Scenes From The International Desk: Deep Inside The Amazon Rainforest
AUDIE CORNISH, HOST:
One of the biggest news stories of the year played out in the depths of the Amazon rainforest. Fires, many set by illegal clear-cutters, consumed more than 2 million acres of the forest. Our international correspondent Philip Reeves was there to talk to people at the center of the story, and there was one moment that never made it into a radio story but that stuck with him ever since. Now, all this week, we're asking our international correspondents to bring us scenes that hit the cutting room floor that they haven't been able to shake - today, Philip Reeves and the Amazon rainforest.
Welcome back, Philip.
PHILIP REEVES, BYLINE: Thank you.
CORNISH: So I understand you're taking us now to the western part of the Amazon rainforest. Set the scene for us.
REEVES: Yeah. We're going to a Brazilian state called Acre. I heard during the time of the fires that people there were getting particularly worried this year about what's been going on since the arrival and power of President Jair Bolsonaro, and I wanted to meet one man in particular. He works for a government agency that is supposed to enforce environmental laws in the forest by tracking down illegal ranchers and loggers. There are a couple of these agencies in Brazil. He works for one of them.
CORNISH: And given the politics of Bolsonaro, what does that mean for people in this agency?
REEVES: They feel that they - and they have been greatly weakened by Bolsonaro since his government took over. He's cut budgets. He's replaced staff. People working for him are most concerned and mostly too frightened to speak on the record, but this man wasn't. His name is Fluvio Mascarenhas. He's so worried that he checks the satellite data on the entire Amazon rainforest about twice a week on his computer, and he described to me what it feels like to be in his position and to see the forest shrinking in front of your eyes.
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FLUVIO MASCARENHAS: (Speaking Portuguese).
REEVES: He says that his first feeling is one of worry, and the second is of outrage. His people don't understand what they're doing to society by enabling the destruction of the forest, the threat that they represent and their actions to the ecosystem, to the water, to climate - things that are essential to humanity itself.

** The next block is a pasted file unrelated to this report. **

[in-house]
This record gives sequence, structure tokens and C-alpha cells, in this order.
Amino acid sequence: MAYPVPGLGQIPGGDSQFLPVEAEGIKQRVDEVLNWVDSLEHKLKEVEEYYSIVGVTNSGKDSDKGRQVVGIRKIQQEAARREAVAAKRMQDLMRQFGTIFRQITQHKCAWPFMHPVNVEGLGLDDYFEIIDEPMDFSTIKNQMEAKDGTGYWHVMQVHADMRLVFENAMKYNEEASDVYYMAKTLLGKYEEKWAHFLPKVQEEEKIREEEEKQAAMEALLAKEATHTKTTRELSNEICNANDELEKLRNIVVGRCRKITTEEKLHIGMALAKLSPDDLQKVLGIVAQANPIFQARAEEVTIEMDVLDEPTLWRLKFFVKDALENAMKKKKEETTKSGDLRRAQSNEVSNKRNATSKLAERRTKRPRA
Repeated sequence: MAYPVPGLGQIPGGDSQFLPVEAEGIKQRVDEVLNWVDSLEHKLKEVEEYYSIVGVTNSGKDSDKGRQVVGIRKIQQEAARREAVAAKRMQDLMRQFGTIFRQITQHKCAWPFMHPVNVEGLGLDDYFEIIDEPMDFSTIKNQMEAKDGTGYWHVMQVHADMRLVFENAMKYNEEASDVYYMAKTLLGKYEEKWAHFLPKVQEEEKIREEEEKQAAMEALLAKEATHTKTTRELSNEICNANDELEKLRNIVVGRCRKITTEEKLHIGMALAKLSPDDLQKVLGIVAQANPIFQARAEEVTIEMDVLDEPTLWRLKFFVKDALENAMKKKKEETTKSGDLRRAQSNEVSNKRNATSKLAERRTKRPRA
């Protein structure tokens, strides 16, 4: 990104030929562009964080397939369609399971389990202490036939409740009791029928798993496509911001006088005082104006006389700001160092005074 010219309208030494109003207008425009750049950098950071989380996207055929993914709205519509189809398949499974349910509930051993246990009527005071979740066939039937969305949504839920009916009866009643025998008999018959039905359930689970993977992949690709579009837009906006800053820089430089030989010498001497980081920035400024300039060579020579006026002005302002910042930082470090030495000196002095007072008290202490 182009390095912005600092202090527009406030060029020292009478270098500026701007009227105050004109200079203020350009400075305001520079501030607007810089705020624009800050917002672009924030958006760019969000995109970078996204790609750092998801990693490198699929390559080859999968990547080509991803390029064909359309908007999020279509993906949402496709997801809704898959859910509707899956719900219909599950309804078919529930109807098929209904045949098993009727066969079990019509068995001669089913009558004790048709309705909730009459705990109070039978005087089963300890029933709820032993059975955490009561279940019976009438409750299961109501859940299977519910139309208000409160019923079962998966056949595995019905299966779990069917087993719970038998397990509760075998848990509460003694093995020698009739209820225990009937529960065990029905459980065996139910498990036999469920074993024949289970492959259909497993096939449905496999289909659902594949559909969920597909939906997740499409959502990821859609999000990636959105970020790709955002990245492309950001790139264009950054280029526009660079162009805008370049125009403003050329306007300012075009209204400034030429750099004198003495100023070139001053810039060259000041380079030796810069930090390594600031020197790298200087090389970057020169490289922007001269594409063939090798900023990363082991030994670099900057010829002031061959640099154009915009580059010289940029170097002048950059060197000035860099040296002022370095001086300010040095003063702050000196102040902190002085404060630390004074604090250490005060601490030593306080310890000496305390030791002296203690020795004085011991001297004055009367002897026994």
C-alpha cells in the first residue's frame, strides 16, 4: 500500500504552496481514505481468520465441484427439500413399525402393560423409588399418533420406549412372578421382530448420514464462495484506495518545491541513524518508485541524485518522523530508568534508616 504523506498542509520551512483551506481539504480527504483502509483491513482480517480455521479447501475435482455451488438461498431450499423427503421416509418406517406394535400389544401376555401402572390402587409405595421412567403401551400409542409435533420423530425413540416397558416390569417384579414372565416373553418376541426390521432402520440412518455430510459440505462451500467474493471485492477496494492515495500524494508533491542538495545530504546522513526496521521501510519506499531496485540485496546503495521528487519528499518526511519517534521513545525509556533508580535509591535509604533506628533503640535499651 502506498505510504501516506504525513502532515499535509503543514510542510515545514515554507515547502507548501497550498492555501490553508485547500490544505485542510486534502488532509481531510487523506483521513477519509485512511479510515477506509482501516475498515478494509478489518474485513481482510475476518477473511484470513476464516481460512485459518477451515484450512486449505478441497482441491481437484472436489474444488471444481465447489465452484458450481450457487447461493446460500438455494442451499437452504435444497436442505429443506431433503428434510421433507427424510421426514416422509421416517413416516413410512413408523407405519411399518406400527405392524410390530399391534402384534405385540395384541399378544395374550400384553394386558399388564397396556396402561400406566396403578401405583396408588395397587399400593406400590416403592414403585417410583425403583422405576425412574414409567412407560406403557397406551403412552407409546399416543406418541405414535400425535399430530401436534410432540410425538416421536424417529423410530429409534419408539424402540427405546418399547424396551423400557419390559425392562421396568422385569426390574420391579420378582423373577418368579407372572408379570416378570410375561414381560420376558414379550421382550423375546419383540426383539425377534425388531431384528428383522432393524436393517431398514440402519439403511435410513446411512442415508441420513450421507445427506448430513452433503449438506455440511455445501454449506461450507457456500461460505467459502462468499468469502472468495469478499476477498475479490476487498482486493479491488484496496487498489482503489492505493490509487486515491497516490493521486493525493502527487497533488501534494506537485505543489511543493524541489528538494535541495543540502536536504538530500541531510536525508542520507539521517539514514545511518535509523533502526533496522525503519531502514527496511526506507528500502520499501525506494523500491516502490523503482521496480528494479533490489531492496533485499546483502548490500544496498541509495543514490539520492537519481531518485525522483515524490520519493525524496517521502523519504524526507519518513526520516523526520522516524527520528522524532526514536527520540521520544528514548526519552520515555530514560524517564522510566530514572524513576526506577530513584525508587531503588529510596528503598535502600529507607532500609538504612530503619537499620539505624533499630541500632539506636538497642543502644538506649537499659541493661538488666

CORNISH: You've heard these complaints from other people in your reporting, though. I mean, what struck you about this interview?
REEVES: Yeah, that's true. But to be sitting in the Amazon and hearing it from someone on the frontline of the battle trying to stop this stuff happening, a person who's in despair right now because he can't do his job - that was very striking. And the day after that conversation, I got a Jeep, and I went inside the forest. And I saw for myself what he was talking about. We went along a mud lane for about an hour, surrounded by this wall of forest on either side. I came across a cluster of shacks belonging to some farmers, and next to these shacks, there was a really large stretch of scorched forest where they'd just taken a bite out of the Amazon rainforest. The smoke was still rising from the ground.
CORNISH: What's the situation now? So much of the international news coverage was focused back in August and September.
REEVES: Yeah. The fires have died down, but the numbers are coming in, and they show that deforestation is up more than 80% in the Brazilian Amazon in the first 11 months of this year compared to last. Bolsonaro continues to argue that the Amazon should be open for development and its resources, its minerals exploited. He claims that can be done and combined with protection. Of course, many, many others disagree. He's facing accusations of encouraging these land grabs, as I mentioned, but also of encouraging violence. This is going to be one of the big issues of next year and also the new decade.
CORNISH: That's Philip Reeves, our correspondent based in Brazil.
Philip, thanks so much.
REEVES: You're welcome. Transcript provided by NPR, Copyright NPR.